At first I would not put them in tandem while alone. But if my partner was there he would get them both on. And if not I would pump and bottle feed. As I gained confidence in my abilities to feed them the proper amounts and what I pumped was not necessarily a measure of what they could get when attached me, I started feeding alone. And 6 times turned to 5 with one pump overnight. It got way easier. They became more efficient. Sessions were not 45min anymore. We limited them to 30 and again as they got stronger it was only 10 - 15 minutes for a feeding.
I had it in my mind that there was no way I could keep up with the needs of twins and we would be done at 6 months of that. I said I would NOT be pumping at work. I bought the formula maker, stock piled formula, and once summer came (I am teacher and was lucky to take off the semester and summer, about 8 months) I was like ok we should be done. But I didn’t feel done. What we were doing was working. I have some amazing friends who successfully breastfed their singletons who convinced me that pumping at work was not bad. That I would only have to do that for a little while, though not thinking that I supplied twins so I did not actually finish pumping until they were about 15 months (spring break). So breastfeed I kept doing. Pumping happened at work 2 times a day for most of the semester than moved to once at lunch.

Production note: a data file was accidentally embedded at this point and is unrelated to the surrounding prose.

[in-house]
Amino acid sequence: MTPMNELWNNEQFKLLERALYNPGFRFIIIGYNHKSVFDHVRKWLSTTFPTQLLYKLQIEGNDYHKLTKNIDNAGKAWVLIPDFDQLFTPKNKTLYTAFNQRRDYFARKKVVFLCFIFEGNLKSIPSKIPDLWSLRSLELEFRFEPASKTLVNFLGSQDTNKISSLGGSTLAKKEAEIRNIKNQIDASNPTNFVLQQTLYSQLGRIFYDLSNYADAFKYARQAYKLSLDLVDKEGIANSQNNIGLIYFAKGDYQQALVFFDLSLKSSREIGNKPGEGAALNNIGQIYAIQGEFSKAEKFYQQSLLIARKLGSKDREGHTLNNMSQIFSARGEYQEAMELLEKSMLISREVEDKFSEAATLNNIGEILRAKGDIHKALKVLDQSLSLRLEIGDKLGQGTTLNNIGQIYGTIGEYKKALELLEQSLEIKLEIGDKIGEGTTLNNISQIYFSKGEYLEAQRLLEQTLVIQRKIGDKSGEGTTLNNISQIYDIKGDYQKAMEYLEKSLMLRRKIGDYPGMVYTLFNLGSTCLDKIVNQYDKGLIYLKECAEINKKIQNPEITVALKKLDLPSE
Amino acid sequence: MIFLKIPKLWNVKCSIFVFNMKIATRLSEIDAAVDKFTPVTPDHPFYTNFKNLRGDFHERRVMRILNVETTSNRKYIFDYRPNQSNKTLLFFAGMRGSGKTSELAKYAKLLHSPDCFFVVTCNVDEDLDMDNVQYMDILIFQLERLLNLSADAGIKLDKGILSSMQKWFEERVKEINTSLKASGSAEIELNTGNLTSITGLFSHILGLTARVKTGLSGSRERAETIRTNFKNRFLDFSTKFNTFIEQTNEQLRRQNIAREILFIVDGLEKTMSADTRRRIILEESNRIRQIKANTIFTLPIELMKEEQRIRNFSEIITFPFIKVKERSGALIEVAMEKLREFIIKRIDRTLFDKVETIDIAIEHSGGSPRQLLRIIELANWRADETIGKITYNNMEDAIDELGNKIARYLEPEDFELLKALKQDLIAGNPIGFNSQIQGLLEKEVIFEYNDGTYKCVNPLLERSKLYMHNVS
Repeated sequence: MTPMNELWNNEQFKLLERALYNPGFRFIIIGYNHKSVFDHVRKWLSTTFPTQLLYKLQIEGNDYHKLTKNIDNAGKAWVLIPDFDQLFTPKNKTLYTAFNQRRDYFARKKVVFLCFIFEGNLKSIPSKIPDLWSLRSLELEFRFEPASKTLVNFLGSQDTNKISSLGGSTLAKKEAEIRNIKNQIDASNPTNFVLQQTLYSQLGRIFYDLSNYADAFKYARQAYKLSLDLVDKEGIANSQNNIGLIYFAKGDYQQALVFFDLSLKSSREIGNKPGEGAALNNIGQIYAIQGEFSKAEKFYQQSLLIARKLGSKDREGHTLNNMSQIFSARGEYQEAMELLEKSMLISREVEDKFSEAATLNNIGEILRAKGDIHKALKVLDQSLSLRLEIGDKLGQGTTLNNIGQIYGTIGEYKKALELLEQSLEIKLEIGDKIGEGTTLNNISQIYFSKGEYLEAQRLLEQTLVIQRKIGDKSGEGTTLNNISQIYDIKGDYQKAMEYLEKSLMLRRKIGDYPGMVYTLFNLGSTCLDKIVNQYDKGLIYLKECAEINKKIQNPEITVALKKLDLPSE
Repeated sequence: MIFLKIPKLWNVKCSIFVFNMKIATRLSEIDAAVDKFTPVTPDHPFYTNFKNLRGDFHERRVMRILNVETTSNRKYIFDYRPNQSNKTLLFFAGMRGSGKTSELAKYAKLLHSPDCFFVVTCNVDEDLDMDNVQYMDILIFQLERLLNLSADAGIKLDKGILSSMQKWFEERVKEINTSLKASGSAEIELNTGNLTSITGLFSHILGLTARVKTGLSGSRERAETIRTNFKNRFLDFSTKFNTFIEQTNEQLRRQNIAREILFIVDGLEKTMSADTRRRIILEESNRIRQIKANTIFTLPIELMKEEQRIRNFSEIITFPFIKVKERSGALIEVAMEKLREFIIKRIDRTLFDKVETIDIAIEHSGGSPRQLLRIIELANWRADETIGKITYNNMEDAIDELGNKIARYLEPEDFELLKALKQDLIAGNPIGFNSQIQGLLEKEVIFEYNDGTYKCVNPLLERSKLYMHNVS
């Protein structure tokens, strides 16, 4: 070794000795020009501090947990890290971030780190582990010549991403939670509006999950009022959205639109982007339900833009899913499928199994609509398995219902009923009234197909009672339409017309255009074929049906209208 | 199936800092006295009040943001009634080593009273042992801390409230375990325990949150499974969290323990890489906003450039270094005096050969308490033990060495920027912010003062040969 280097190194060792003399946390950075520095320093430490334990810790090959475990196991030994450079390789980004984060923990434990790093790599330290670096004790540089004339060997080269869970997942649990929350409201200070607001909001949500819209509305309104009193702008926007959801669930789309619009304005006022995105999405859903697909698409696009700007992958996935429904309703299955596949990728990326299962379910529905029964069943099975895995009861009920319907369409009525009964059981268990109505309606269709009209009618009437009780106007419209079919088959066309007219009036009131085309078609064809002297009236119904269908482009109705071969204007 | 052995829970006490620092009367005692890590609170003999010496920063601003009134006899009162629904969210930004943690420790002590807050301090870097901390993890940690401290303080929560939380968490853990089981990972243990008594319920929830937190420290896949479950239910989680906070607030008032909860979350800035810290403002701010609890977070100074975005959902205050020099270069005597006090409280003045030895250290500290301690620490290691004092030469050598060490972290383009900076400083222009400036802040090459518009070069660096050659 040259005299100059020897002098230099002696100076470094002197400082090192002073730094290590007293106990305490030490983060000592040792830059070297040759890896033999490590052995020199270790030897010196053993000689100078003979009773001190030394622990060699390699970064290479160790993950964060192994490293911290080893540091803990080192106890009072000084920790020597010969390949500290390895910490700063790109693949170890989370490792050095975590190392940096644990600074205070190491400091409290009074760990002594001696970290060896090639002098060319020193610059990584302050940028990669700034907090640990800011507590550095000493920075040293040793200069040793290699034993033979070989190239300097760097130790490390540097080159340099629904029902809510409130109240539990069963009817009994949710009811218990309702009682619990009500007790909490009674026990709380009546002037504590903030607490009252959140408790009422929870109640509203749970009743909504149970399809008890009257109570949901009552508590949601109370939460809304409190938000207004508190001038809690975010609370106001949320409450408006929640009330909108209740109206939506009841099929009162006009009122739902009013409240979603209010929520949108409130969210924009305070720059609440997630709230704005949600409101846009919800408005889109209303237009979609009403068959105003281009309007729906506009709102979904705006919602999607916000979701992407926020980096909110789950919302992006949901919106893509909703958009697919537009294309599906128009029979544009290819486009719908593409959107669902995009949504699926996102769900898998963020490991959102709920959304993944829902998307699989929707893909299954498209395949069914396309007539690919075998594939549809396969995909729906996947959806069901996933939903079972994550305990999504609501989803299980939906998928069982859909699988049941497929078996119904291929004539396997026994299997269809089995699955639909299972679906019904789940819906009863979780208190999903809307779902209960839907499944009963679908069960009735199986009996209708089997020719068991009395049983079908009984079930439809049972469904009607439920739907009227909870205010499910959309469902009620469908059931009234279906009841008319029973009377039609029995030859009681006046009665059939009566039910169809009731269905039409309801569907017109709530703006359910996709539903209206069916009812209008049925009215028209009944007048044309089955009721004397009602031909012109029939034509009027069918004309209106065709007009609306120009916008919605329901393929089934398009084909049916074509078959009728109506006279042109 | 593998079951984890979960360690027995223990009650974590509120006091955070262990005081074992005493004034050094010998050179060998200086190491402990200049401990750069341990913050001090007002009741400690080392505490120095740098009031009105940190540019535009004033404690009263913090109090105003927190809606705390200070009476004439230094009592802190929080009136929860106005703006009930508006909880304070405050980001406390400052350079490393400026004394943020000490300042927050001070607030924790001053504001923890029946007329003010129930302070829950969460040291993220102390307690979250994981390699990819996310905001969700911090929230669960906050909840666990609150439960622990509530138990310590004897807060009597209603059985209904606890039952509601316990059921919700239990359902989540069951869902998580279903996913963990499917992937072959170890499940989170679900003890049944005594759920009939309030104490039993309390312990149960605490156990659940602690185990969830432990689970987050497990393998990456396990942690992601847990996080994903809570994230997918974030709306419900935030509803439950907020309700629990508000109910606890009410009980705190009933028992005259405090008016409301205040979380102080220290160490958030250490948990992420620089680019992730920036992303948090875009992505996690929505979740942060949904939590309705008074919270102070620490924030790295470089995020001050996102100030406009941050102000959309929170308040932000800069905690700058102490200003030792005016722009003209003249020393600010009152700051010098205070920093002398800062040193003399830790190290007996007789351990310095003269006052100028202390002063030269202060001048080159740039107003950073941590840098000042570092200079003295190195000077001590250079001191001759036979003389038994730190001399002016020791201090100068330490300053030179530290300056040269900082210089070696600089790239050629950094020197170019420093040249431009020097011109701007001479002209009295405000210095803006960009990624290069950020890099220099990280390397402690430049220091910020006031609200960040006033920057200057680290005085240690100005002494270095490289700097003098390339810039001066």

At just over 19 months I have been slowly weaning for a while now. We only nurse 1 - 2 times a day in the morning and at night. I still have issues letting go that I work through in therapy, but I know its ok to let go. Jase and Evan are very happy and very healthy little mens as we call them. People ask if they are a year and half and we smile with glee that they could guess their age correctly. I am amazed with my body and how it literally nourished these guys exclusively for almost 2 full years from pregnancy through just after a year when they started eating more real meals. I love our time together and letting go is hard. Change is hard. But they are growing and still need their mama, but in other way. I am so proud to answer questions and be looked at as someone who made this transition. Again I am no expert or a martyr I am just a woman who does not like to be told I cannot and who really does not like to relinquish full control of a situation if I can help it all.